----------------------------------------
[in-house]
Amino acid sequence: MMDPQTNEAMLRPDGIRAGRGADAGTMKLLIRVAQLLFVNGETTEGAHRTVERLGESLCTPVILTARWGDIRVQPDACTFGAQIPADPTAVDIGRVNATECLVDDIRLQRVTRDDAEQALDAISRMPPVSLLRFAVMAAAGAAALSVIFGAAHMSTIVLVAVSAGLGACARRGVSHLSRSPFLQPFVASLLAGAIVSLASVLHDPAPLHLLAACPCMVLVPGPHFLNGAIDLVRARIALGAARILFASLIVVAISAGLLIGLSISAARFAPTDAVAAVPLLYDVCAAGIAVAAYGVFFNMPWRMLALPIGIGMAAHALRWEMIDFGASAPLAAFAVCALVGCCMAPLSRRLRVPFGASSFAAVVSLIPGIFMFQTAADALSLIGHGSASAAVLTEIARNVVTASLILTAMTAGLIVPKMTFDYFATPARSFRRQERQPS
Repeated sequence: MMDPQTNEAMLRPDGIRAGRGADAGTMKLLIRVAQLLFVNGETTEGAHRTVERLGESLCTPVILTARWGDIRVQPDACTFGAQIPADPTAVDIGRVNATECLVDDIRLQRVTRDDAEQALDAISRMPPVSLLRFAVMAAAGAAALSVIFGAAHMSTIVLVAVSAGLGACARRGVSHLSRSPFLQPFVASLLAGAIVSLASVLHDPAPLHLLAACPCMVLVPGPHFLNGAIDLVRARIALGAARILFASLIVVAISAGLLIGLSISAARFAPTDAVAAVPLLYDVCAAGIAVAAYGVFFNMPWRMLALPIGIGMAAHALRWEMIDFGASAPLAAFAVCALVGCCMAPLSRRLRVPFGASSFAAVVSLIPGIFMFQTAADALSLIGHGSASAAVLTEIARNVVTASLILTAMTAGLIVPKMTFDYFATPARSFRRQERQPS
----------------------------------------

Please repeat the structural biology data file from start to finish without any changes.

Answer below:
[in-house]
Amino acid sequence: MMDPQTNEAMLRPDGIRAGRGADAGTMKLLIRVAQLLFVNGETTEGAHRTVERLGESLCTPVILTARWGDIRVQPDACTFGAQIPADPTAVDIGRVNATECLVDDIRLQRVTRDDAEQALDAISRMPPVSLLRFAVMAAAGAAALSVIFGAAHMSTIVLVAVSAGLGACARRGVSHLSRSPFLQPFVASLLAGAIVSLASVLHDPAPLHLLAACPCMVLVPGPHFLNGAIDLVRARIALGAARILFASLIVVAISAGLLIGLSISAARFAPTDAVAAVPLLYDVCAAGIAVAAYGVFFNMPWRMLALPIGIGMAAHALRWEMIDFGASAPLAAFAVCALVGCCMAPLSRRLRVPFGASSFAAVVSLIPGIFMFQTAADALSLIGHGSASAAVLTEIARNVVTASLILTAMTAGLIVPKMTFDYFATPARSFRRQERQPS
Repeated sequence: MMDPQTNEAMLRPDGIRAGRGADAGTMKLLIRVAQLLFVNGETTEGAHRTVERLGESLCTPVILTARWGDIRVQPDACTFGAQIPADPTAVDIGRVNATECLVDDIRLQRVTRDDAEQALDAISRMPPVSLLRFAVMAAAGAAALSVIFGAAHMSTIVLVAVSAGLGACARRGVSHLSRSPFLQPFVASLLAGAIVSLASVLHDPAPLHLLAACPCMVLVPGPHFLNGAIDLVRARIALGAARILFASLIVVAISAGLLIGLSISAARFAPTDAVAAVPLLYDVCAAGIAVAAYGVFFNMPWRMLALPIGIGMAAHALRWEMIDFGASAPLAAFAVCALVGCCMAPLSRRLRVPFGASSFAAVVSLIPGIFMFQTAADALSLIGHGSASAAVLTEIARNVVTASLILTAMTAGLIVPKMTFDYFATPARSFRRQERQPS